Having properly granted a new trial in the case of Dye as administrator v. Fisher as defendant and himself as additional defendant, the court was clearly justified in also granting a motion of Fisher for a new trial in his action against Dye, and a new trial on its own motion in the case of Dye v. Fisher. It is obvious that, if only one of the three suits were to be retried, the result might be inconsistent with the verdicts previously rendered in the other actions. The factual issue involved in all three is whether Dye, or Fisher, or both, were negligent, and the determination of that question necessarily governs the result that should follow in each and all of them. As stated in Liebendofer v. Wilson, 175 Pa.Super. 632, 636, 107 A.2d 133, 135, "Pa. R.C.P. 213 permits the court to try actions together where they involve `a common question of law or fact.' Before the adoption of the rule the courts could exercise discretion in this field. One of the principal reasons for permitting this procedure was to prevent inconsistent verdicts. Our appellate courts have not hesitated to grant new trials under similar circumstances:" (citing many cases). That the court could, as it did, grant a new trial on its own motion in one of the actions is beyond question: Biehl, Administrator v. Rafferty, 349 Pa. 493, 37 A.2d 729; Bergen v. Lit Brothers, 354 Pa. 535, 537, 538, 47 A.2d 671, 673.

A considerable amount of evidence was introduced at the trial to show that Dye and his wife had both been to a club immediately prior to the accident and had there been drinking heavily. If such testimony is offered when the cases are retried the court will have in mind that, while proof of intoxication is relevant where reckless or careless driving of an automobile is the matter at issue, the mere fact of drinking intoxicating liquor is not admissible, being unfairly prejudicial, unless it reasonably establishes a degree of intoxication which proves unfitness to drive: Critzer v. Donovan, 289 Pa. 381, 384, 385, 137 A. 665, 666; Landy v. Rosenstein, 325 Pa. 209, 216, 188 A. 855, 858, 859; Balla v. Sladek, 381 Pa. 85, 93, 112 A.2d 156, 160.3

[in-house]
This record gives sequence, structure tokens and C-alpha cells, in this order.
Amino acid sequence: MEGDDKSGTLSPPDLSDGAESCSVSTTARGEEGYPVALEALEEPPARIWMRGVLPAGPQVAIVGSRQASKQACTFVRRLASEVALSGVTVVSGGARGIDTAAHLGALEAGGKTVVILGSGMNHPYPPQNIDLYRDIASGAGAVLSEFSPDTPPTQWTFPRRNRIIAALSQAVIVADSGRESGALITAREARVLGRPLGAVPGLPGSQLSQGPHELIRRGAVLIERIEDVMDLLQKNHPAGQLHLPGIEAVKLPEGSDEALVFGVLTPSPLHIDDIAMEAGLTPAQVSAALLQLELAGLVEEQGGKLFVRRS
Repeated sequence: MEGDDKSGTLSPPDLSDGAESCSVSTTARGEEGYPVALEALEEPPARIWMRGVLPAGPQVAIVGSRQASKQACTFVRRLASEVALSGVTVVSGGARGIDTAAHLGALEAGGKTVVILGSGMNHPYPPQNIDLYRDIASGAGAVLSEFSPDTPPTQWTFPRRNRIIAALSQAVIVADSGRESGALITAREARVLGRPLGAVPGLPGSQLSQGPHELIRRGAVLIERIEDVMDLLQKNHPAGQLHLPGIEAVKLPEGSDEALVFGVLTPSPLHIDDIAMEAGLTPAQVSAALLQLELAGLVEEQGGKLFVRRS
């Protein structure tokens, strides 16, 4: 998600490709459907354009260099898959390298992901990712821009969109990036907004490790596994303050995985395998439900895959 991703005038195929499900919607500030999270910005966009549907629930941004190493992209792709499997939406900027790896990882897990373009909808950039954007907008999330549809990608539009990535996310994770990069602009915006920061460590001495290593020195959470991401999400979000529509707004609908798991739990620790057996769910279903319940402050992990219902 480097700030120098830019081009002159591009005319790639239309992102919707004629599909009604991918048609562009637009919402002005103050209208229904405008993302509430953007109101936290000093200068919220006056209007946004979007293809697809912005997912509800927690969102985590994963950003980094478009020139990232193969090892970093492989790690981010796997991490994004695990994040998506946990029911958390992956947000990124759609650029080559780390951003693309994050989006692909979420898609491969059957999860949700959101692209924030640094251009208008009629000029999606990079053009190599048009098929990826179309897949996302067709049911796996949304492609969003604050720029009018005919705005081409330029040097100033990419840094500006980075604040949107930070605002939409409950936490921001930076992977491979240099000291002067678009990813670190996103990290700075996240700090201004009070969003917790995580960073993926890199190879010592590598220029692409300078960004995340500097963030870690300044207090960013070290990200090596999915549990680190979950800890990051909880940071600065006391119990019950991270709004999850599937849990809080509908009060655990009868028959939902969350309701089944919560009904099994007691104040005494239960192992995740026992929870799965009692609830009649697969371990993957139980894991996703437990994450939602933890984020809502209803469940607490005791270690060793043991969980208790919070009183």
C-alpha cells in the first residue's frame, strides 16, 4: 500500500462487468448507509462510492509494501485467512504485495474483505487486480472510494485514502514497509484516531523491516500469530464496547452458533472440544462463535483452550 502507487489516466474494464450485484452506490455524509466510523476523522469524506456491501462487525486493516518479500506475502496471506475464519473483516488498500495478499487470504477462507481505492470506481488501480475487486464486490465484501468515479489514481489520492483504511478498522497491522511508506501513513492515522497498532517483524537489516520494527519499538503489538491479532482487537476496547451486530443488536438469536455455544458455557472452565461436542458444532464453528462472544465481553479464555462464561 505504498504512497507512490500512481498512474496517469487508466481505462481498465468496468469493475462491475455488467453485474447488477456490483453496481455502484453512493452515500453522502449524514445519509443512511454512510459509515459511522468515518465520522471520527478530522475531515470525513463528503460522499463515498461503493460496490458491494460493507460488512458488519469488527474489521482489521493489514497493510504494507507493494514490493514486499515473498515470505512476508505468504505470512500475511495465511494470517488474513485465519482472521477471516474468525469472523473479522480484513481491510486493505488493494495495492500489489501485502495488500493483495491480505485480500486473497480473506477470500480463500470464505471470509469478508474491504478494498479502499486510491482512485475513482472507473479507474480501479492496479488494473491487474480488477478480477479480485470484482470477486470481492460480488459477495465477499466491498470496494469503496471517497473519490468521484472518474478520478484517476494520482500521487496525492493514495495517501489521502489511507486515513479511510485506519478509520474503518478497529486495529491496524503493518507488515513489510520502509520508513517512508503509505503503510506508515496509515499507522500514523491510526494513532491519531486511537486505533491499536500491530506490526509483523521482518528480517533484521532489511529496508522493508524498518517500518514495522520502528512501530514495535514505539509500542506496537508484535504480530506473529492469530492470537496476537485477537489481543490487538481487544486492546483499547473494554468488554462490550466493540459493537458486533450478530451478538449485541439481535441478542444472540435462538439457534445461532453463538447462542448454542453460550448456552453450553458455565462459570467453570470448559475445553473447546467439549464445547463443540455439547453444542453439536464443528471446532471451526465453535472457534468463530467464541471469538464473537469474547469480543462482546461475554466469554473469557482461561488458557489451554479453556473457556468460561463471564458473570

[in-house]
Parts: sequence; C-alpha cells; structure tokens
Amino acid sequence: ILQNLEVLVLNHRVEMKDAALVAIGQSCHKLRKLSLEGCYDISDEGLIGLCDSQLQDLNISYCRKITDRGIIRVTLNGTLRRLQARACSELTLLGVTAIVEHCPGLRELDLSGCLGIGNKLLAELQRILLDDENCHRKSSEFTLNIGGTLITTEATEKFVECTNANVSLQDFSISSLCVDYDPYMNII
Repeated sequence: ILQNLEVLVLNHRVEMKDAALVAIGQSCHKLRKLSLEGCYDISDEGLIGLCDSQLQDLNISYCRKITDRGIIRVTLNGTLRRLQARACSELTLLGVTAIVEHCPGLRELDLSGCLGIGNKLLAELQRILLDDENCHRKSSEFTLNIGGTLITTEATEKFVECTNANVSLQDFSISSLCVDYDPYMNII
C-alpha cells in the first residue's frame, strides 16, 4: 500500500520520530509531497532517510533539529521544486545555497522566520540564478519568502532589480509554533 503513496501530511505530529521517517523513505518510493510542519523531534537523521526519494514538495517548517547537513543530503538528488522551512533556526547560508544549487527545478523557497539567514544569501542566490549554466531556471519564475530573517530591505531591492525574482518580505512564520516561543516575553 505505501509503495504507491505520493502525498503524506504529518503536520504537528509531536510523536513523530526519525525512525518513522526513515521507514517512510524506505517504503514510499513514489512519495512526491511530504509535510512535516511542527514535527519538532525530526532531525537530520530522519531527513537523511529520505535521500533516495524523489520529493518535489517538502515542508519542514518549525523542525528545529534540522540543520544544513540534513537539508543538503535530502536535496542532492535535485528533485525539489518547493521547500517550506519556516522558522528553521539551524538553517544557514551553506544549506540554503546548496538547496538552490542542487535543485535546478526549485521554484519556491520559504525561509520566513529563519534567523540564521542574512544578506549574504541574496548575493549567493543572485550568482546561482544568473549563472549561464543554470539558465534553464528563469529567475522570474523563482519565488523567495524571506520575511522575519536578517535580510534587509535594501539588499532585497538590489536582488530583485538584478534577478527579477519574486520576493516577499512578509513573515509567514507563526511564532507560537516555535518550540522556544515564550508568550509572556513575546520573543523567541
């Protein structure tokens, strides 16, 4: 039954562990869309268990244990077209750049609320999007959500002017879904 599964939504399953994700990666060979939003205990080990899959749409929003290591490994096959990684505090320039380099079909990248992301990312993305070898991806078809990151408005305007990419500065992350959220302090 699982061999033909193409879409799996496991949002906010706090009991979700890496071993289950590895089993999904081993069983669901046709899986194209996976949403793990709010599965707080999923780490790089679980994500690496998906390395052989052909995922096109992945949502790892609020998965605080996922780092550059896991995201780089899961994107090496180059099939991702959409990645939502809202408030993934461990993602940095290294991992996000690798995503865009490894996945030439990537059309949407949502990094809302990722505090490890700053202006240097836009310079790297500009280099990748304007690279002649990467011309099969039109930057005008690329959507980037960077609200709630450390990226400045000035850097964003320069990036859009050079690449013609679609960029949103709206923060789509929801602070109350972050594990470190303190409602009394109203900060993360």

The court properly overruled motions made by Fisher for judgments n.o.v. in two of the actions, it being obvious that the jury might have accepted Dye's version as to how the accident happened, stamping Fisher as being at least partly responsible for its occurrence.

The order of the court refusing the motions of Fisher for judgments n.o.v., granting plaintiff's motion for a new trial in Dye, Administrator v. Fisher defendant and Dye additional defendant, granting plaintiff's motion for a new trial in Fisher v. Dye, and granting a new trial on its own motion in Dye v. Fisher, is affirmed, costs to abide the event.


1. The question has arisen, however, and been discussed and passed upon in the Court of Appeals for the Third Circuit: Burns v. Goldberg, 210 F.2d 646.
2. She died instantaneously and therefore there can be no recovery for pain and suffering; recovery must also be limited to the present worth of the loss of her earning power less the cost of maintenance during the period of her life expectancy (Murray, Administrator v. Philadelphia Transportation Co., 359 Pa. 69, 58 A.2d 323); moreover, there can be no recovery if she was guilty of contributory negligence (see footnote 3).
3. If it were established that Dye was intoxicated and that his wife rode with him with knowledge of that fact she could properly be held to have assumed the risk occasioned thereby and her estate, therefore, not be permitted to recover for her death if caused in whole or in part by his incompetent driving: Cassidy v. Evans, 343 Pa. 483, 23 A.2d 449.